Heartthrob Cop. Cyberpunk Courier. Kung-fu Criminal. Hacker Christ. Keanu Reeves’ charm and consistency have kept him in the echelon of America’s movie-star sweethearts, particularly in an age where everything else has gone to complete shit. This September, Midwest Film Journal is shining a spotlight on some of his best roles. Replacement Quarterback. Garage Rockstar. Devil’s Advocate. Haunted Assassin. It’s a Keanu World Order. We’re just living in it.
1991’s Point Break marks a seismic shift in the career of Keanu Reeves. Two years prior, Bill and Ted’s Excellent Adventure was an unlikely hit, giving Reeves a measure of recognition if not abject stardom. Before that he had been largely a TV actor, although a role in the Oscar-winning Dangerous Liaisons in 1988 was no doubt a boon in his career.
But Bill and Ted could easily be written off as a lark, the sort of cult hit that had bitten off, chewed up and spit out countless actors throughout the 1980s. So it’s no stretch to say Reeves was something less than a proven commodity when cast in Kathryn Bigelow’s surfers-turned-bank-robbers flick as the ’90s awakened.
And while it wasn’t Reeves’ acting talent that made Point Break a hit, it absolutely launched his career, showing Hollywood he had what it took to headline tentpole blockbusters. Just look at how the 1990s treated him — breaking his acting chops off in films like Francis Ford Coppola’s Bram Stoker’s Dracula, the big-budget Shakespeare adaptation Much About Nothing, dramas like Little Buddha and My Own Private Idaho (the latter one of River Phoenix’s last films) before a run of big-budget action flicks — including Speed, Johnny Mnemonic, Chain Reaction and The Matrix, which sent him into a different stratosphere.
Had Point Break not hit — grossing $83 million worldwide against a $24 million budget — Reeves may have never had the cred to land those roles and gone down a different career path.
Aside from the silly premise — wherein surfing bank robbers led by Patrick Swayze’s Bodhi are stalked by greenhorn FBI agent Johnny Utah (Reeves) and his little-respected rust-bucket partner (Gary Busey) — Point Break’s main surface curiosity is its director, Kathryn Bigelow. Her relationship with action maestro James Cameron perhaps nudged her over the top in an era where women rarely got the job to call the shots on hardscrabble, testosterone-soaked, buddy-cop-cum-deep-cover action films.
In Bigelow’s hands, what could have been a pedestrian take on the buddy cop genre, mixed with the “in too deep” seduction of undercover work becomes a study in toxic masculinity — adding a layer of substance to this film of excess where cars careen around corners and cops chase robbers through city streets, firing guns indiscriminately and leaping from planes (sometimes without a parachute).
As Break opens, Johnny is starting his first day of work in the Los Angeles bureau of the FBI. His boss (John C. McGinley) is a smarmy prick who lives to verbally abuse his subordinates. Johnny is partnered with the slovenly Angelo Pappas (Busey), who most feel has outlived his usefulness, not the least of which is Pappas himself.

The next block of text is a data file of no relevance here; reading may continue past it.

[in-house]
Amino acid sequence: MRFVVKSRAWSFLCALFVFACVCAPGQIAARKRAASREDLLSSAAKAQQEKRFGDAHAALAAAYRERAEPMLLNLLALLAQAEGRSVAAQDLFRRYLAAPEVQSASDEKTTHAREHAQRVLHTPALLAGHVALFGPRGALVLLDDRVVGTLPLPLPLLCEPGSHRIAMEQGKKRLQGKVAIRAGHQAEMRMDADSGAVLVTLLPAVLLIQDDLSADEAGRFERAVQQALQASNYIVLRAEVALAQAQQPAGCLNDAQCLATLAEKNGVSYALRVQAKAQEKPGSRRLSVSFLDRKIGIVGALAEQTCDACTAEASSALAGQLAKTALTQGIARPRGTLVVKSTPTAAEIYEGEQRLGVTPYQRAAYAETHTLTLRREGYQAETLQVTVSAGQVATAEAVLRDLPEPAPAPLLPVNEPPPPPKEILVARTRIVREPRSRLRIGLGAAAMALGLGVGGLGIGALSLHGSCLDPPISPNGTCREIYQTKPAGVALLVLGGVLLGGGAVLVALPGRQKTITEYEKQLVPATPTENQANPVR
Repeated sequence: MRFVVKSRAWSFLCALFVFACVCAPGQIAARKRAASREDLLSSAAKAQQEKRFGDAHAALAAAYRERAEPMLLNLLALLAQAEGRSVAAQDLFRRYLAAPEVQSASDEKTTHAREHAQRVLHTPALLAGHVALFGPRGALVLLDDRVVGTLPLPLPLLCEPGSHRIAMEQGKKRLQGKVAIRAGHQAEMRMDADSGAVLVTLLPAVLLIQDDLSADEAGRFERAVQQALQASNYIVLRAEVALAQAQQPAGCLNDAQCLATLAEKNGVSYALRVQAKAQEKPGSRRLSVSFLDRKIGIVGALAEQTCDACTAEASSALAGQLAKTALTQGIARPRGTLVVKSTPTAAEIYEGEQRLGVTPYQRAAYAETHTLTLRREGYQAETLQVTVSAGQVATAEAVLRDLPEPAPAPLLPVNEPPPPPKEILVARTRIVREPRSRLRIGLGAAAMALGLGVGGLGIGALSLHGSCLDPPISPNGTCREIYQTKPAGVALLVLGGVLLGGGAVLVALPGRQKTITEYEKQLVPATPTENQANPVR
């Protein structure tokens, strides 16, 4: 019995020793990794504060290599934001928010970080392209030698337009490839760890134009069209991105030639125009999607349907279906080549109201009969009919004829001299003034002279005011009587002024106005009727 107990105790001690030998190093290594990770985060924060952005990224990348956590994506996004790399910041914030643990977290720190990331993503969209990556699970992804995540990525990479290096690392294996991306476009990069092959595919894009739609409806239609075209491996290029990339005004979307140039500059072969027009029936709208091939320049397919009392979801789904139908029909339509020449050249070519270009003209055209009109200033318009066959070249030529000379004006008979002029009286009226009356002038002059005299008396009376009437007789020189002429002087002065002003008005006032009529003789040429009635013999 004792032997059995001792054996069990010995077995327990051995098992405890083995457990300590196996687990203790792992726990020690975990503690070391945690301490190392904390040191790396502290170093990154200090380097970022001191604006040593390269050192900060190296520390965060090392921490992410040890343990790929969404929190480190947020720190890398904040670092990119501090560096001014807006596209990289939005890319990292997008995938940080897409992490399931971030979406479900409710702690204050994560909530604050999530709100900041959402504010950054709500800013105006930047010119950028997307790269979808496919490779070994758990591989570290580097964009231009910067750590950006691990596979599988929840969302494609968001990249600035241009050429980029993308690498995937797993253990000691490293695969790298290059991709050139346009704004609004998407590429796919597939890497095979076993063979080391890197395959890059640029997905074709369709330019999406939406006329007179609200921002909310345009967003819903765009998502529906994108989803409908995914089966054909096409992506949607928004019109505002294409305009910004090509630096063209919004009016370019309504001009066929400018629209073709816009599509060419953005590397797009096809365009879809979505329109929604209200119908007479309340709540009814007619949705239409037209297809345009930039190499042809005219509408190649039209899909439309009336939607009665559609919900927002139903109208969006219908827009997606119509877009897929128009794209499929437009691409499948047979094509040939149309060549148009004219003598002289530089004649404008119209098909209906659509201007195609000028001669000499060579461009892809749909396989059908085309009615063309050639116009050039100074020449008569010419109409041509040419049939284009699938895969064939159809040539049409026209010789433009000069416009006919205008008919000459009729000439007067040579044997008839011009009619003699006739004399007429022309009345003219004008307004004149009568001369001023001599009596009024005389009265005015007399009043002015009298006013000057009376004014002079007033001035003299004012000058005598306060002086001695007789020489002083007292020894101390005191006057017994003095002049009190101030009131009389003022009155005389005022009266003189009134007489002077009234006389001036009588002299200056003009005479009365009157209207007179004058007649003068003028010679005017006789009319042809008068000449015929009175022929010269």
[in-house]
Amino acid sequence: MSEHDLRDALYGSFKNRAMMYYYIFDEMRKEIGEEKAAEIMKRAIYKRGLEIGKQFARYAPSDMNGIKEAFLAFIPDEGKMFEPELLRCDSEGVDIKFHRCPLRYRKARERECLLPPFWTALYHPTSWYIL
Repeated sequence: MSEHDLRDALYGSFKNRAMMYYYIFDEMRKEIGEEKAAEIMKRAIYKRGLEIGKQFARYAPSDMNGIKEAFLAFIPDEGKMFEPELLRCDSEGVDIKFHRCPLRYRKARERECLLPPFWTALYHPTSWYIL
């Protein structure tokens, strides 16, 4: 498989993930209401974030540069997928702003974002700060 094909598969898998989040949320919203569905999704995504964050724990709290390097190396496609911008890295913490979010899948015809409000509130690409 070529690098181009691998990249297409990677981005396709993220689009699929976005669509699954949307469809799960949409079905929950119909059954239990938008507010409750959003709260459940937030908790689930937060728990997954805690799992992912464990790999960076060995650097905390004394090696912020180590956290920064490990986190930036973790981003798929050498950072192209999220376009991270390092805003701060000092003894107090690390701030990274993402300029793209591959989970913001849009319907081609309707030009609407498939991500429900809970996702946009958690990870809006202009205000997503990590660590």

We learn Johnny is a former quarterback for the Ohio State Buckeyes. An on-field injury ended his career and shot at superstardom, and “FBI agent” was his fallback plan. As unlikely as that transition may be —notwithstanding Reeves, he of the signature surfer-dude cadence, playing a Midwesterner — even more unlikely might be the theory Pappas ascribes to a series of unsolved bank robberies. The gang’s penchant for wearing rubber masks of Ronald Reagan, Richard Nixon, Jimmy Carter and Lyndon B. Johnson during their robberies has earned them the nickname “The Ex-Presidents.”
And the Ex-Presidents, Pappas theorizes, are surfers.
So the young Johnny learns to surf and eventually hooks up with the Ex-Presidents, unwittingly befriending them.
Point Break is still an exceedingly silly movie, and there’s no doubt Bigelow recognizes the folly of these clichés come to life. It’s a film that Busey OWNS in his screen time, with Reeves often playing his straight man. Busey delivers lines like “I’m so hungry I could eat the ass-end out of a dead rhino” and “I was in this bureau while you were still popping zits on your funny face and jacking off to the lingerie section of the Sears catalog” as if they tasted like ice cream.
It would be easy to read the film’s tagline, “100 Percent Pure Adrenaline,” and expect a film that glorifies living fast, screwing hard and dying young, but Bigelow’s film doesn’t go that route. That lifestyle drags down everyone in the film, from Bodhi and his gang of live-for-the-moment ruffians to Johnny, Pappas and Tyler (Lori Petty), Johnny’s love interest who also has an affiliation with the Ex-Presidents.